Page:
Purpose: Over the past two decades, the application of most-favoured-nation (MFN) clauses in international investment agreements (IIAs) to dispute settlement matters has generated controversy. The purpose of this paper is to help resolve some of the controversies by examining the rule of law issues that may arise from such application of MFN. Design/methodology/approach: The study describes controversies regarding the application of MFN to dispute settlement as per the extant literature on the subject. It explores the elements of rule of law in investor-state arbitration. The paper then analyses the implications of applying MFN to dispute settlement matters for the elements of rule of law. Based on such analysis, the study argues that the application of MFN to dispute settlement matters undermines certain elements of rule of law. Findings: The paper has outlined the relevant elements of rule of law in investor-state arbitration as access to dispute settlement; judicial (or tribunal) independence, fairness and impartiality; consistency and predictability of law and decisions; transparency; accountability and subjection of dispute forums and systems to law. It found that the application of MFN undermines various components of rule of law, in particular of consistency and predictability and the requirement of tribunals to adjudicate within the limits of the law. Originality/value: The findings of this study will help future investor-state arbitral tribunals to decide on the application of MFN to dispute settlement matters.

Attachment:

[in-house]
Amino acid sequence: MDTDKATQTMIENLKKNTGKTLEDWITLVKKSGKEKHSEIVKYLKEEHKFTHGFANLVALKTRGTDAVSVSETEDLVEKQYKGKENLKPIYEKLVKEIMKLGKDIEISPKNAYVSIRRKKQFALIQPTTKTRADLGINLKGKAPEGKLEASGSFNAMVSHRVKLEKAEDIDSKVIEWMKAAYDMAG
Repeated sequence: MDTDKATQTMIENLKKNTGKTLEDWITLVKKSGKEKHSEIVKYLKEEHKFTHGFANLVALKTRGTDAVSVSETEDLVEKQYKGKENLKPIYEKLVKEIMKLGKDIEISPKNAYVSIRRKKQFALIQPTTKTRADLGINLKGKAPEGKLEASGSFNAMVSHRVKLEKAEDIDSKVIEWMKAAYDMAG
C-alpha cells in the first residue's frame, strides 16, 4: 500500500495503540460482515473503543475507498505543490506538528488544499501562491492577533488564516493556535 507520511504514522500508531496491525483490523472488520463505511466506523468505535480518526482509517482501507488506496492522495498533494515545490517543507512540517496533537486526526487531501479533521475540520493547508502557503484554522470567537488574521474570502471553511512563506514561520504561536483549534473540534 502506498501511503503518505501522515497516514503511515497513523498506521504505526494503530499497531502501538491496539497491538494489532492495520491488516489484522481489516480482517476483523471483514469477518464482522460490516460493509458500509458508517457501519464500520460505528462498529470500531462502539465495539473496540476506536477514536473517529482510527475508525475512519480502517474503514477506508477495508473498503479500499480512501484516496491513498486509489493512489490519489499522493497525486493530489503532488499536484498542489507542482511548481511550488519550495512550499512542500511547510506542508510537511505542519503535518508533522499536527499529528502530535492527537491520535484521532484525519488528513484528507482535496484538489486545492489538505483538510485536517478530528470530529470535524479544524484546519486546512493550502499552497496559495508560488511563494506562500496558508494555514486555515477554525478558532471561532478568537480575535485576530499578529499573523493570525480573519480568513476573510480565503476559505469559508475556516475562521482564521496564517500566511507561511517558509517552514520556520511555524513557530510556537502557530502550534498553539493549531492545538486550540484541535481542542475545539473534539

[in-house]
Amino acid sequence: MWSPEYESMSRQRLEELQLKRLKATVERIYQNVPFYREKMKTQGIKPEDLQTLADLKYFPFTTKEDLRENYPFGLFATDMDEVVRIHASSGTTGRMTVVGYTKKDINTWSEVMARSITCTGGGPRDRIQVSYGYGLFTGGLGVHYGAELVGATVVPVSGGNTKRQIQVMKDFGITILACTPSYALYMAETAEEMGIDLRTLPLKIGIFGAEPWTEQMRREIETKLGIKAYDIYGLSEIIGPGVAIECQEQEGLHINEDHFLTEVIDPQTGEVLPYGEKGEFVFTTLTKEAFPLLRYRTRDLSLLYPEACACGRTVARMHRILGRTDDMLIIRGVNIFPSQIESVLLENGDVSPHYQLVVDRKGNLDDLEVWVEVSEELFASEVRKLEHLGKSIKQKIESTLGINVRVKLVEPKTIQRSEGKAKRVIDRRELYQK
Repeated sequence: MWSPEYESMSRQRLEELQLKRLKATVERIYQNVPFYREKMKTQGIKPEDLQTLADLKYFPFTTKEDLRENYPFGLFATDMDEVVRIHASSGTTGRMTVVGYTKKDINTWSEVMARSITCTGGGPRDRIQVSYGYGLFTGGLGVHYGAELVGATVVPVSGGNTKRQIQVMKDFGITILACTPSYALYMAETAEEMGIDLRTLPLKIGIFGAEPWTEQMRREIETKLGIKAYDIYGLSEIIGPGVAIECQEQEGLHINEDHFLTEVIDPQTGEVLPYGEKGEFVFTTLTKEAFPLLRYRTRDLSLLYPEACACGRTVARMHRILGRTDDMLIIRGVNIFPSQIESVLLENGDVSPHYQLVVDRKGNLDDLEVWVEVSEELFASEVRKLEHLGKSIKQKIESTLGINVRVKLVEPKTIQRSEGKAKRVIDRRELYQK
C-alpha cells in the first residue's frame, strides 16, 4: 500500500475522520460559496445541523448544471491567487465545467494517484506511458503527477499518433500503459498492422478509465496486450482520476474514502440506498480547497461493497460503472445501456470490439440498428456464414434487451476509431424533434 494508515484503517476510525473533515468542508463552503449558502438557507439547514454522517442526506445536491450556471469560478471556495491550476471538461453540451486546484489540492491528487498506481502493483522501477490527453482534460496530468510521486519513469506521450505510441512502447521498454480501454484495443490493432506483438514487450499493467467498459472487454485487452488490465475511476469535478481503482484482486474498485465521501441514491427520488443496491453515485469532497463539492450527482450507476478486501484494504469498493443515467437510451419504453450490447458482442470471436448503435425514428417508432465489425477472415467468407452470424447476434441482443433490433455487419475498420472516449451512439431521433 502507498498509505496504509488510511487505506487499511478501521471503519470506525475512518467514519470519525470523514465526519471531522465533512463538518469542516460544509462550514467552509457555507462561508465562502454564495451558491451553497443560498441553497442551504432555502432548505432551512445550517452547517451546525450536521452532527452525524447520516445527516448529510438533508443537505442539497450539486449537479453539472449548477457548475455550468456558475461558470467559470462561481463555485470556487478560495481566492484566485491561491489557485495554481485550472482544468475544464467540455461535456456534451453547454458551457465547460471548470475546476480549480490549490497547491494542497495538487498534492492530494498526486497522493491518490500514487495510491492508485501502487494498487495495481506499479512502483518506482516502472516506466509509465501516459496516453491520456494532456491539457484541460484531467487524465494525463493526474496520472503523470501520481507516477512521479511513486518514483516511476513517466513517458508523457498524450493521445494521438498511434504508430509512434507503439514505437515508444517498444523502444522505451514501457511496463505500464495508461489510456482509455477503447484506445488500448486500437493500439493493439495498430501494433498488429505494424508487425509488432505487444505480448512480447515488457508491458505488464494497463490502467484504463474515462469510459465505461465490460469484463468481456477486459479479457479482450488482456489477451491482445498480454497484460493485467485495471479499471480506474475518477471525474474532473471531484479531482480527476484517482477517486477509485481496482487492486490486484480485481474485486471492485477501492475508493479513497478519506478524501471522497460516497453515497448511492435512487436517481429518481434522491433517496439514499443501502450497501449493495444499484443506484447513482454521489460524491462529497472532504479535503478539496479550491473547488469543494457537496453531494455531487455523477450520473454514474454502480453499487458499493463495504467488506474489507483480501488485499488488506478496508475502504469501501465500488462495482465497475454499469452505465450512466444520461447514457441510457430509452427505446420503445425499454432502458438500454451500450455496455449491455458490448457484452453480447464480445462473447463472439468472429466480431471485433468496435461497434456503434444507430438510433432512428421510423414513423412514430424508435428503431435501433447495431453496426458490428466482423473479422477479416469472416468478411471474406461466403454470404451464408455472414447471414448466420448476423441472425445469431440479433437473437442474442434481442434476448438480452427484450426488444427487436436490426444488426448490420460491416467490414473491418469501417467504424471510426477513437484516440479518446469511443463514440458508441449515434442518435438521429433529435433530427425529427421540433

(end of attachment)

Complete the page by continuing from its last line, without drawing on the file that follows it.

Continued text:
- Investment dispute settlement
- Investment treaty arbitration
- Investor-state arbitration
- Rule of law